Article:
Part of my support for libertarian Republicans is I believe working within a major party greatly increases the chance of success for liberty ideas.
Another reason is they make libertarians look normal.
Rand Paul’s senate opponents in 2010 tried hard to make him look “kooky.” It didn’t work. Kentucky just saw a normal guy. Rep. Justin Amash is also a regular, likable person. Rep. Thomas Massie is one of the most down-to-earth people you’ll meet.
They represent what I would like most Americans to think of when they think of libertarians.
But obviously cartoon stereotypes still exist.
Like equating libertarianism with libertinism. Or chasing down meter maids in New Hampshire, a stunt Stephen Colbert rightly lampooned as “a**holes for freedom.” Or getting naked at the Libertarian Party convention.
Clare Malone notes at FiveThirtyEight, “Libertarianism may be seen as fringe, possibly even a little freaky, when embraced at its highest decibel of dissent…”
The Federalist’s Kyle Sammin writes of the LP convention last month: “The convention also reminded the world that the Libertarian Party has in its ranks a disproportionately large collection of oddballs and extremists.”
“All party conventions feature odd people in odd costumes,” Sammin notes, “the difference is, the big parties do not let them near a microphone.”
The major problem is in how the party presents its policy ideas. The debate among presidential candidates is a perfect example. Instead of answering questions of concern to the average American, they discussed issues that Reason editor Brian Doherty described as “historical and philosophical minutia seemingly tailor-made to make Libertarians seem hopelessly eccentric.” Instead of Syria, Social Security, and the Supreme Court, we heard the candidates discuss whether drivers’ licenses were tyrannical and whether the government should ban selling heroin to a five-year-old.
Brian Doherty also wrote of the convention, “A C-SPAN audience did not need to see the five candidates pondering out loud whether drivers licenses are legitimate. (Among other challenging questions that could serve no other purpose but to embarrass the Party and its candidates in the eyes of any random cable viewer…)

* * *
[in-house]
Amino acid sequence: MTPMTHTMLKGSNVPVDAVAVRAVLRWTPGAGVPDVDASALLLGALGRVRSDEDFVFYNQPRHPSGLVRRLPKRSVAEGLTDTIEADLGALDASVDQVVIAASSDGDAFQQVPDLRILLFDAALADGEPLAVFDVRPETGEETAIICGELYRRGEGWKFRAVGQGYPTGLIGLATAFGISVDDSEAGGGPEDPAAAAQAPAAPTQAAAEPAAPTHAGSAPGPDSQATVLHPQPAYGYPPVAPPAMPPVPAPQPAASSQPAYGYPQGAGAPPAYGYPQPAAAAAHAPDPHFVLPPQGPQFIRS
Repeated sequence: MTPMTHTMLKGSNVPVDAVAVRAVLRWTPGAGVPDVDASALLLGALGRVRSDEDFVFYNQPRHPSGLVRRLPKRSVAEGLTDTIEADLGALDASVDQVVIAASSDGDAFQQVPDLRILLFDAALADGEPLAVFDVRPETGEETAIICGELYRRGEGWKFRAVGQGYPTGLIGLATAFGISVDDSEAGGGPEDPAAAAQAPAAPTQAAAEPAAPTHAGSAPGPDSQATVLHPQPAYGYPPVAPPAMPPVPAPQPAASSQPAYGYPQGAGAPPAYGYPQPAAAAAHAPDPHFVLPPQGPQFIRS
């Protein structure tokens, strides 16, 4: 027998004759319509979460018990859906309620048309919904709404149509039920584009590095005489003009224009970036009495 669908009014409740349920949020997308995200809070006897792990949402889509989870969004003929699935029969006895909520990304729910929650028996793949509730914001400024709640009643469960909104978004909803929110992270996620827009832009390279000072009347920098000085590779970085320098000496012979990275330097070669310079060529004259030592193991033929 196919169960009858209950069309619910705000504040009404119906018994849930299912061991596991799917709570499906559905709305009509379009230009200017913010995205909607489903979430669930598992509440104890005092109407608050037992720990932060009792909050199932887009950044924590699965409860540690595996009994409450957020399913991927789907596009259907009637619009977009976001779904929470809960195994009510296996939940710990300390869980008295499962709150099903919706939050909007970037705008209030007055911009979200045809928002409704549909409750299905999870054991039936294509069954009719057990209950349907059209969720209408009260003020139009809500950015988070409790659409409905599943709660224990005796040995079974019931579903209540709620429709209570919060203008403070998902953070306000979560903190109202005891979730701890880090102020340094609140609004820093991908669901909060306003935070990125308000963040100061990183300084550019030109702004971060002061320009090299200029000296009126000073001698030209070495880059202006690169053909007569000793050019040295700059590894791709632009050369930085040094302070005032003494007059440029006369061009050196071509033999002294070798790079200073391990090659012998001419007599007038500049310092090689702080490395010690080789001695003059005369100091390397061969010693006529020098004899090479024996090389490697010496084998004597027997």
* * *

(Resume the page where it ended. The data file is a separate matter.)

If Johnson can get 15 percent in five national polls he can be on the debate stage with Hillary Clinton and Donald Trump. That’s certainly doable.
If it happens, what will America think of libertarians? What kind of face will the Libertarian candidate present?
Malone writes, “Part of Johnson’s job will be to settle any queasy feeling Americans might have about libertarianism straying too far from the mainstream.”
Johnson’s job is to be normal—which in theory shouldn’t be too difficult for a twice re-elected ex-governor—and just not be weird in general. This isn’t a given. Any vocal supporters not being weird would be helpful too.
Some libertarians have always seen the philosophy as a personal license to let their freak flag fly as a matter of self-identity. They want to be weird and they want everyone to know it. They actually seek to turn people off, however intentionally or unintentionally.
100 years from now, when most of us are dead, there will still be libertarians like this.
But there might not be another presidential election where the Libertarian candidate stands to get double digits. If there is another—or if we one day have a libertarian president, LP, Republican or otherwise—it could depend on how the Libertarian candidate does in this unusual election.
“Johnson is no philosopher king — he’s eager for office, eager to lash his party to reality and to provide a third way for the American voter come November,” Malone writes. “The Libertarian Party has struck a bargain of sorts, sullying itself with a true politician in the hopes that its ideas will find an audience outside treehouse meetings.”
Calling for a more mainstream approach, Sammin writes, “With avowed statists at the head of the major parties, a gradualist Libertarian Party could pull in adherents from the Left and the Right,”
“By uniting all shades of pro-liberty people, they could stop being a fringe group and start having a serious impact on American politics.”
Will libertarians have a serious impact?
Disclosure: I co-authored Senator Rand Paul’s 2011 book The Tea Party Goes to Washington.